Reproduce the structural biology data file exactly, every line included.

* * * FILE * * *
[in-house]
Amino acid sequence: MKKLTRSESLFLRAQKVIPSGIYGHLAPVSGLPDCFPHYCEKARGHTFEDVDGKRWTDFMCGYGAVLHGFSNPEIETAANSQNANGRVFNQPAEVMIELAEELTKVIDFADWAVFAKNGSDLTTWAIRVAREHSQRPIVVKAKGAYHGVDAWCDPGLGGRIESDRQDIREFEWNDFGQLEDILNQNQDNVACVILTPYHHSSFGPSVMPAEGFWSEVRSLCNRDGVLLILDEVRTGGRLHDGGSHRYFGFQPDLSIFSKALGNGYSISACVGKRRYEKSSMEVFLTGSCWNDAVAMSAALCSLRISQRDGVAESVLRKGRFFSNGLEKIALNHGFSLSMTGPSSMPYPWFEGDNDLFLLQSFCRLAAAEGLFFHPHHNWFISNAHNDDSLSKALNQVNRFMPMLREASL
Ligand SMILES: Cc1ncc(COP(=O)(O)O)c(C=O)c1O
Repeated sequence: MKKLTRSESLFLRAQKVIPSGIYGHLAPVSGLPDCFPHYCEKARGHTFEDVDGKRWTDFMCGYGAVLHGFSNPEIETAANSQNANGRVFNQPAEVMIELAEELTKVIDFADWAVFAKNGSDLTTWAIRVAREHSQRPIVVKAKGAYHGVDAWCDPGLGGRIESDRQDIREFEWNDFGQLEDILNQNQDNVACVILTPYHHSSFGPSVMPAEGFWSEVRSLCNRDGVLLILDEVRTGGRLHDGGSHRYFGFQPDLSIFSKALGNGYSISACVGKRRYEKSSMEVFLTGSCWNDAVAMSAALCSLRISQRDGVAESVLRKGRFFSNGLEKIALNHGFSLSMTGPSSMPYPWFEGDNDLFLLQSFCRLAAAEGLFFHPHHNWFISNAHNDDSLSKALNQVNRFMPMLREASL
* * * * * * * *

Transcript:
[in-house]
Amino acid sequence: MKKLTRSESLFLRAQKVIPSGIYGHLAPVSGLPDCFPHYCEKARGHTFEDVDGKRWTDFMCGYGAVLHGFSNPEIETAANSQNANGRVFNQPAEVMIELAEELTKVIDFADWAVFAKNGSDLTTWAIRVAREHSQRPIVVKAKGAYHGVDAWCDPGLGGRIESDRQDIREFEWNDFGQLEDILNQNQDNVACVILTPYHHSSFGPSVMPAEGFWSEVRSLCNRDGVLLILDEVRTGGRLHDGGSHRYFGFQPDLSIFSKALGNGYSISACVGKRRYEKSSMEVFLTGSCWNDAVAMSAALCSLRISQRDGVAESVLRKGRFFSNGLEKIALNHGFSLSMTGPSSMPYPWFEGDNDLFLLQSFCRLAAAEGLFFHPHHNWFISNAHNDDSLSKALNQVNRFMPMLREASL
Ligand SMILES: Cc1ncc(COP(=O)(O)O)c(C=O)c1O
Repeated sequence: MKKLTRSESLFLRAQKVIPSGIYGHLAPVSGLPDCFPHYCEKARGHTFEDVDGKRWTDFMCGYGAVLHGFSNPEIETAANSQNANGRVFNQPAEVMIELAEELTKVIDFADWAVFAKNGSDLTTWAIRVAREHSQRPIVVKAKGAYHGVDAWCDPGLGGRIESDRQDIREFEWNDFGQLEDILNQNQDNVACVILTPYHHSSFGPSVMPAEGFWSEVRSLCNRDGVLLILDEVRTGGRLHDGGSHRYFGFQPDLSIFSKALGNGYSISACVGKRRYEKSSMEVFLTGSCWNDAVAMSAALCSLRISQRDGVAESVLRKGRFFSNGLEKIALNHGFSLSMTGPSSMPYPWFEGDNDLFLLQSFCRLAAAEGLFFHPHHNWFISNAHNDDSLSKALNQVNRFMPMLREASL